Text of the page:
With public works departments under greater pressure to squeeze longer life out of each piece of equipment, preventive maintenance (PM), the functions necessary to prevent trucks or light-duty vehicles from breaking down, takes on greater importance.
PM is built around oil and filter changes and, where still needed, chassis greasing. It also involves inspecting components on a regular basis to prevent failures of wear items like fan belts.
A good PM program requires downtime for the vehicle while it is in the shop, and it includes recordkeeping. The benefits of a PM program go far beyond just preventing breakdowns. Done properly, it can lower maintenance costs and extend vehicle life. A comprehensive approach also improves safety and minimizes legal liability.
When vehicles are in the shop, they can’t do their specific tasks, so you will want to minimize the time they spend here as much as possible. One way is to schedule more tightly. If you know that PM on a particular piece of equipment will take 2 hours 45 minutes, schedule a truck every three hours instead of “in the morning” or “afternoon.”
If you do oil analysis and chart dynamic results, you can safely extend PM intervals by predicting when oil should be changed. By extending intervals, you reduce shop time and increase vehicle utilization.
The effects of snow-fighting chemicals are well-documented in northern climates. But even in warm weather states, saltwater and humidity cause corrosion, especially when dissimilar metals are in contact.
When aluminum bodies, boxes, or brackets are mounted to steel chassis and bodies, they are often separated by rubber gaskets or RTV compound. Overtightening can distort the materials, allowing condensation or spray to come in contact with the metals. That can set up corrosion often out of sight of normal inspections. By the time warm weather corrosion is discovered, it may already have weakened support structures, necessitating fabrication of replacements.
In the Snow belt, where more highly corrosive snow-fighting chemicals are used, chemical-induced damage is usually more severe. Often, the very trucks that apply the chemicals are the most severely damaged. This can include dump trucks doing duty as snow plows and plow-equipped pickup trucks.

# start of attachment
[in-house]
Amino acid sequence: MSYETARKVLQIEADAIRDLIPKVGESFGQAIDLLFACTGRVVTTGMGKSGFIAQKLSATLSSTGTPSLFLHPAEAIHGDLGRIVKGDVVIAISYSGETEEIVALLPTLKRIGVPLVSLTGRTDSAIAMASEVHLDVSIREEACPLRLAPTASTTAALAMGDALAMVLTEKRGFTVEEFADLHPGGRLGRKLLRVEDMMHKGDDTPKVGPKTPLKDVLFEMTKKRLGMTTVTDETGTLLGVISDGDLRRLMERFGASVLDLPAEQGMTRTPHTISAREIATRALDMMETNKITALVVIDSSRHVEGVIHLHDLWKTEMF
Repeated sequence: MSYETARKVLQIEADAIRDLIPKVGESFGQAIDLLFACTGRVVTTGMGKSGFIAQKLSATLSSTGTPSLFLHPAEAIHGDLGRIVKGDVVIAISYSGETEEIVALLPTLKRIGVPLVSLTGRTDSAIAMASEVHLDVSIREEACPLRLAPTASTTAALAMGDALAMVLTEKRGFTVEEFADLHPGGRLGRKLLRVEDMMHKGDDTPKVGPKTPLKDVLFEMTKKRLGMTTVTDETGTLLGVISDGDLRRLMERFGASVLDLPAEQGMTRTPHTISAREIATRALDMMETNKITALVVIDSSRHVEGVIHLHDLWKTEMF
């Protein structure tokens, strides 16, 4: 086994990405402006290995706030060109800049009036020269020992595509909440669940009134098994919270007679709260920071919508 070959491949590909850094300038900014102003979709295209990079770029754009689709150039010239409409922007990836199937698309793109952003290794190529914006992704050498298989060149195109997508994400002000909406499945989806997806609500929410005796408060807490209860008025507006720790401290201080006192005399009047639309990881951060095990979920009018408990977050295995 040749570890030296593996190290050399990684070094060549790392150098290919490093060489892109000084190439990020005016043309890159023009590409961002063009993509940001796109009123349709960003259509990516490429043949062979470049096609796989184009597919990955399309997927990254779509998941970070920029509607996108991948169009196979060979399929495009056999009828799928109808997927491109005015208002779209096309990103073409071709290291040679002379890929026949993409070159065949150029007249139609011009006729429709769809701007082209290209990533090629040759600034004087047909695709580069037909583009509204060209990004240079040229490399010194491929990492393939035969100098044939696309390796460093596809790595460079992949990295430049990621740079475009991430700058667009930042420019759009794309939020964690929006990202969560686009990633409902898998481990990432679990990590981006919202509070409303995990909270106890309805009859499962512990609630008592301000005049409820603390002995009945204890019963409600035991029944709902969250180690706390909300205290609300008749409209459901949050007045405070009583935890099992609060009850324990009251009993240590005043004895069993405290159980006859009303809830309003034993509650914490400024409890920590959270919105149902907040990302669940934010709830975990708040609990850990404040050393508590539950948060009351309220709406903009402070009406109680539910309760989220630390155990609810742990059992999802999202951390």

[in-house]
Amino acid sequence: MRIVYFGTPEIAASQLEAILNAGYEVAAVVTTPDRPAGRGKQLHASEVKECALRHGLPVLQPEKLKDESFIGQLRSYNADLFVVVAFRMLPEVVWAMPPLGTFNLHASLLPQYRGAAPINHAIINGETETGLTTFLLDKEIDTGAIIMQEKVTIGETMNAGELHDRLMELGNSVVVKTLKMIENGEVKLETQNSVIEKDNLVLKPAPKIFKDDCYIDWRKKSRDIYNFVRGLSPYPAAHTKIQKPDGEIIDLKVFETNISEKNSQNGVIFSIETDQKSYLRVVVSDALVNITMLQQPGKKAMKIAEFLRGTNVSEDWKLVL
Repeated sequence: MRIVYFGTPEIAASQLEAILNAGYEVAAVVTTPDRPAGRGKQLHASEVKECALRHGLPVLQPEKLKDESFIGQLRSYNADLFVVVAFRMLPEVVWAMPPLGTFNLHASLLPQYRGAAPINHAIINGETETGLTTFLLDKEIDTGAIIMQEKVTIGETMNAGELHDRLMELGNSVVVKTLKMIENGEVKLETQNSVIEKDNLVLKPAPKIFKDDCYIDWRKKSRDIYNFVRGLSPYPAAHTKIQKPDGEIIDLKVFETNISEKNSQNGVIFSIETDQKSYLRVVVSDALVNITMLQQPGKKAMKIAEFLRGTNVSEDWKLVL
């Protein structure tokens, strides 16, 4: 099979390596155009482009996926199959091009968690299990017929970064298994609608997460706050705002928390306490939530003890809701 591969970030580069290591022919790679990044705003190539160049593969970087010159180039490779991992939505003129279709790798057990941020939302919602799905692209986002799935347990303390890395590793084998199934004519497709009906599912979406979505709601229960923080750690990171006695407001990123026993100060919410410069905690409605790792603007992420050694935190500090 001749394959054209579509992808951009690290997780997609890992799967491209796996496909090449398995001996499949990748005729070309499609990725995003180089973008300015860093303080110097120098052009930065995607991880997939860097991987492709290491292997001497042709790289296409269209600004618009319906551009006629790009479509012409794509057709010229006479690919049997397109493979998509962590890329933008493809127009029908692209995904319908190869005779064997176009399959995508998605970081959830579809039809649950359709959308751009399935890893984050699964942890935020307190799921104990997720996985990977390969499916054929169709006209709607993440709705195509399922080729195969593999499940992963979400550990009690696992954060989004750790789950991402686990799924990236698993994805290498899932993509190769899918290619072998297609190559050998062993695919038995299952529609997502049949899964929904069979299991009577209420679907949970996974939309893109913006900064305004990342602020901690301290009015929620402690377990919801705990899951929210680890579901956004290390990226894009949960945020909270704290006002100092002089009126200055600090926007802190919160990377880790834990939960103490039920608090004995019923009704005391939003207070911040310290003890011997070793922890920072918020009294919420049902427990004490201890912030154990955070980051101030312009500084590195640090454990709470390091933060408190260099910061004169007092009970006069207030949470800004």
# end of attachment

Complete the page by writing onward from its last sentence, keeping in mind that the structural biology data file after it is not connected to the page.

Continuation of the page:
You don’t need to apply chemicals to be affected. Every time you drive on treated roads, tires kick up a fine spray of liquid or salt that enters the tiniest crevices. About a dozen years ago, a new term entered the trucker’s vocabulary: rust jacking. This occurs when brake shoes corrode under the linings. The increase in volume stresses the brake lining until the lining, riveted in place, cracks to relieve the stress caused by the rust jacking up the linings.
A cursory inspection may not reveal this condition. After driving on snow removal chemicals, the undercarriage should be hosed down with copious amounts of water. But even if that is done daily, brake shoes must be inspected for cracks.
Every part of the truck where bare metal is exposed to spray is vulnerable. Road debris, sand, and gravel can abrade surfaces, presenting a path for salts to act on metal. Hangers and brackets, hose connections, exhausts, springs, hinges, and body mounts are especially vulnerable. Inspection may not prevent corrosion, but it will allow you to identify it in time to take remedial action.
While your drivers and operators stay close to home and are not required to complete log books, drivers should have a procedure to report vehicle defects. Also, you need procedures to address defects as they are brought to your attention.
Not all may require immediate attention. But any involving safety, especially those concerning steering, braking, vision, and vehicle stability, should be addressed immediately. Keep records from the moment it was noticed until the time it was resolved and the vehicle was cleared to resume operations. This is not only for your maintenance operation, but for liability protection as well.
Let’s assume that an operator brings a dump truck back to the yard and he comments that the truck pulls to one side when braking. You already have a full schedule of trucks in for service and are short-handed. You note to check the brakes when you get time. After all, the driver brought the truck in without too much difficulty and he wasn’t complaining too loudly.
The next day, he takes the truck out and comes back without incident, but he comments again about the brakes. You can imagine the rest of this hypothetical problem.
After the inevitable crash, what is your department’s liability? If you are a defendant in a lawsuit, can you defend yourself and your department with documentation? To minimize exposure, your maintenance program should include comprehensive records keeping.
— Paul Abelson (firstname.lastname@example.org) is a former director of the Technology and Maintenance Council (TMC) of the American Trucking Associations, a former board member of Truck Writers of North America, and is active in the Society of Automotive Engineers.